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Musandam petroglyphs offer a glimpse into Oman’s ancient past


Petroglyphs are carvings created by scratching and chipping the surface of rocks. These ancient etchings were made by ‘artists’ who scratched or removed the top layer of the rock’s surface with a sharp tool. The chipping removed the dark upper layer and the images traced on were highlighted by the lighter rock which lay exposed below.

The Petroglyphs in Oman, according to some estimates, are over 5,000 years old! Yet there’s not much we know about them, and definitely no signage near Wadi Qida at Musandam or in fact near the other sites at Wadi Sahtan, Wadi Bani Auf, Wadi Adai, Al Hamra, and Al Qabil. Created by people who belonged to an as-yet-unknown civilisation, some of the petroglyphs have been hidden beneath sand and mud while the location of others is familiar to locals.

Sometimes, locals use little piles of stones as markers at the place where the Petroglyphs can be found. Ask people from the local community about the possible meaning behind the intriguing art and you will hear interesting interpretations; from stories of people trapped in rocks by magic to others that mention a mighty hunter.

The ancient carvings portray both images and text and represent the cultural heritage of the people who lived here thousands of years ago.

The engravings typically depict animals like ostriches, lions, camels, ibex and hyenas, some of which no longer inhabit the region.

Shown with these animals are human figures, some holding weapons and others carrying objects that indicate that the original artists may have come from a hunter-gatherer society. Some etchings also depict what is assumed to be the artists’ immediate surroundings including rivers, trees and other aspects of the local terrain.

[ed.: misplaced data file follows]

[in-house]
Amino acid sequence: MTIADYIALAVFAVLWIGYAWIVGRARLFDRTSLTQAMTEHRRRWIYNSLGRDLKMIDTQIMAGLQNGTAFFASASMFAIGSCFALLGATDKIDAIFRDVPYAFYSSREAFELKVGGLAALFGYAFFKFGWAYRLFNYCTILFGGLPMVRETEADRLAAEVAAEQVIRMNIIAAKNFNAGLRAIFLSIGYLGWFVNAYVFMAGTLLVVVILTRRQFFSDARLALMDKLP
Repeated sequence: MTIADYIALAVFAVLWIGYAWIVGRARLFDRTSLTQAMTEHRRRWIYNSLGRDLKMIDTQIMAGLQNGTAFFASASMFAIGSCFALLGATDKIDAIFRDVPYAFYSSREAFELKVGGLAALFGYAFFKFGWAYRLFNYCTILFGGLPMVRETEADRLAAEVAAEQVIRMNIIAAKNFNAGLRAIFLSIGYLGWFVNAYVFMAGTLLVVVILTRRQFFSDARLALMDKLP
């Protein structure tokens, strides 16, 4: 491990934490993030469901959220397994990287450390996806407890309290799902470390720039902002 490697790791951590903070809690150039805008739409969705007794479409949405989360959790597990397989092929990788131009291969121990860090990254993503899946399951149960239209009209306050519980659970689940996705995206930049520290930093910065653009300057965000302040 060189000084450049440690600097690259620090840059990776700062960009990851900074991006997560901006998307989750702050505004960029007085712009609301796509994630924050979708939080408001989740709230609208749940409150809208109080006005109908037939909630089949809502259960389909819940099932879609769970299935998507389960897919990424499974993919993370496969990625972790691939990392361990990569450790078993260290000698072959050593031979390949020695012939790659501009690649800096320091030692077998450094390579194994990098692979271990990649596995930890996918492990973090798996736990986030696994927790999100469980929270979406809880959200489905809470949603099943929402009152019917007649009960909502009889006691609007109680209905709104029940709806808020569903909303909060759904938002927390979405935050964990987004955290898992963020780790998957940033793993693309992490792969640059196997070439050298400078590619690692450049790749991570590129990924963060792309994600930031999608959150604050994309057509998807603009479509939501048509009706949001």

In Musandam, just outside the village at Khor Qida, tucked away in a valley near Khasab, are huge rocks that have rock carvings of human figures and a trio of camels. A rocky outcrop on the right has a stylised figure on horseback. A similar collection of beautiful Petroglyphs can also be seen across the bay at the village of Tawi.

Just along the road are huge boulders that seem to have fallen down into the valley from the mountains behind. These rocks, it is believed, were until some time ago, part of a cave in the rock face. Environmental erosion or an earthquake perhaps brought them crashing down to reveal the art from centuries ago. Now exposed to the elements, most of them have weathered and are not easily recognisable. Of Musandam’s many Petroglyphs, the most easily accessible are those at the top of Jabal Harim and those in Wadi Tawi.

Omani petroglyphs have been created by using several techniques including percussion, incision, and bas-relief carvings in addition to painting.

Dating the images poses a problem, although the fact that most of them depict human or animal figures suggests that they may well pre-date the arrival of Islam (which prohibits the making of images of living creatures). Experts believe that the Petroglyphs in Oman were perhaps produced almost continuously from as early as the Omani Bronze Age (Third Millennium BCE) right through to the early 7th century CE.


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